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SA expands bench to cope with family violence rate

South Australia has created a new magistrate’s position as the state struggles to deal with the volume of family violence matters that go to list.  

user iconMelissa Coade 19 January 2017 The Bar
SA expands bench to cope with family violence rate
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John Cardale Wells has been appointed as magistrate in South Australia. The state government said that it created the bench vacancy, which Mr Wells took on last month, in response to a “growing volume of cases involving family violence matters”.

Mr Wells has been appointed to lead the Early Resolution Court in Adelaide. He joins the bench from the Director of Public Prosecutions, where he previously managed a group of solicitors.

The new magistrate has formerly worked for the Adelaide Committal Unit, the Attorney-General’s Department and the Legal Services Commission.


Mr Wells will hear applications for intervention orders and related criminal charges, and is “available for any magistracy duties to enhance the capacity of the Family Violence Courts,” a statement from the A-G’s department statement said.

According to the department, 8,417 incidents of domestic violence in South Australia had been reported in 2015 alone. It added that the state has seen reporting numbers grow as awareness about the issue improves.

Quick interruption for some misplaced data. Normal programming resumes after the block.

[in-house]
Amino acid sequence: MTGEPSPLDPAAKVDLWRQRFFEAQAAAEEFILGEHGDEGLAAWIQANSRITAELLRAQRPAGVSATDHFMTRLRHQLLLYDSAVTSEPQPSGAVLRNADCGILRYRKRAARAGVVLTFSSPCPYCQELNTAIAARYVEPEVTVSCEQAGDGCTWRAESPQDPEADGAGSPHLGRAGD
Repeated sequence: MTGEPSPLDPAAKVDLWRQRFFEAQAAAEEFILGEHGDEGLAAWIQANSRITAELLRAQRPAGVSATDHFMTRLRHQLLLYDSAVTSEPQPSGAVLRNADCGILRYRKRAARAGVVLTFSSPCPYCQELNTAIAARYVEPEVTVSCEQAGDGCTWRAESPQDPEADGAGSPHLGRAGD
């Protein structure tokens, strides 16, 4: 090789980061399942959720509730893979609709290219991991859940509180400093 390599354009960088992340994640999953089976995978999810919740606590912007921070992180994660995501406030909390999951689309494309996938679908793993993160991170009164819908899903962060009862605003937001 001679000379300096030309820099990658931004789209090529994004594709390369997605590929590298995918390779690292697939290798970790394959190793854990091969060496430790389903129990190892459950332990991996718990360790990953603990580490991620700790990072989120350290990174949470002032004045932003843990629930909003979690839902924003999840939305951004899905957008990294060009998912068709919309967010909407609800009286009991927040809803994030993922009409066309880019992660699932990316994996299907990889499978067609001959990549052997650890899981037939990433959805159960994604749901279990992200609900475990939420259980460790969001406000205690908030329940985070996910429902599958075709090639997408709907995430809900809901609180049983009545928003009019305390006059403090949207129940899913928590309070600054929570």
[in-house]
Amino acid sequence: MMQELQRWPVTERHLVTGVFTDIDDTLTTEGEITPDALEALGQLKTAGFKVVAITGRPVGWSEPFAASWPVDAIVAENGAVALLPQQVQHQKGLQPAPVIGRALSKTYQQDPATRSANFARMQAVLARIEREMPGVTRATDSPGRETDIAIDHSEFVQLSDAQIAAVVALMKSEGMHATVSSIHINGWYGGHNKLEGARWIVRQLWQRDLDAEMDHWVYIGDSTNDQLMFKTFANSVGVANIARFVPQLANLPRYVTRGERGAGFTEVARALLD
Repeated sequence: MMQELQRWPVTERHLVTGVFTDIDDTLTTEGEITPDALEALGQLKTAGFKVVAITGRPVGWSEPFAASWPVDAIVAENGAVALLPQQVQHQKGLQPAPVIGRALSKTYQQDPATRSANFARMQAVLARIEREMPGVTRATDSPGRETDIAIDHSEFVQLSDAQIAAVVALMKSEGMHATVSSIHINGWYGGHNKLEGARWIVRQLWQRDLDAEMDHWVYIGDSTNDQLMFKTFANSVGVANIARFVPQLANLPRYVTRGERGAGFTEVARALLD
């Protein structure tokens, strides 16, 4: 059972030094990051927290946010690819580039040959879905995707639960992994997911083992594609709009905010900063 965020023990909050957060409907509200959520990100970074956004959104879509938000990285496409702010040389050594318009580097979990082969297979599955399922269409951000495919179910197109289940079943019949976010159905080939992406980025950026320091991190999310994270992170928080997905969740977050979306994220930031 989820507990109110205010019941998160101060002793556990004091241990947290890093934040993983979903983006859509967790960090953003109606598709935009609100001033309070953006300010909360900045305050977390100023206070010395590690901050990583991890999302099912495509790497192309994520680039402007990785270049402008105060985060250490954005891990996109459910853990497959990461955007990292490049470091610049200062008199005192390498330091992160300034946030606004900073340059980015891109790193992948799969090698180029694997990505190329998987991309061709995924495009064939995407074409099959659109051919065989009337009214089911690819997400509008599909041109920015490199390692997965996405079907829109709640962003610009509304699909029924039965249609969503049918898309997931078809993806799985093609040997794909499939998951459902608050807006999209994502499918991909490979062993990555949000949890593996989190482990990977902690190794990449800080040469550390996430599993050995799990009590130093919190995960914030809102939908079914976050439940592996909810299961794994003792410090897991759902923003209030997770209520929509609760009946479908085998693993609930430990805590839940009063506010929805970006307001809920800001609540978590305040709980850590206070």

SA Attorney-General John Rau underscored the state’s need for an additional magistrate to tackle what he described as a “blight on the community”.

“Having an extra position in the magistracy to enhance the management of Family Violence Lists is a significant step forward,” Mr Rau said.

“I also take this opportunity to congratulate John Wells on his appointment and wish him every success.”

An additional $353,000 (indexed) has been committed by the state government on an annual basis to expand the SA Women’s Domestic Violence Court Assistance Service.

“Recent reforms to intervention orders took effect in December 2015, including giving courts the sentencing power to require perpetrators of domestic violence to bear the costs of an intervention program if convicted of breaching an order and requiring courts to inquire about any other relevant orders under the Family Law Act or Children’s Protection Act,” the department said.

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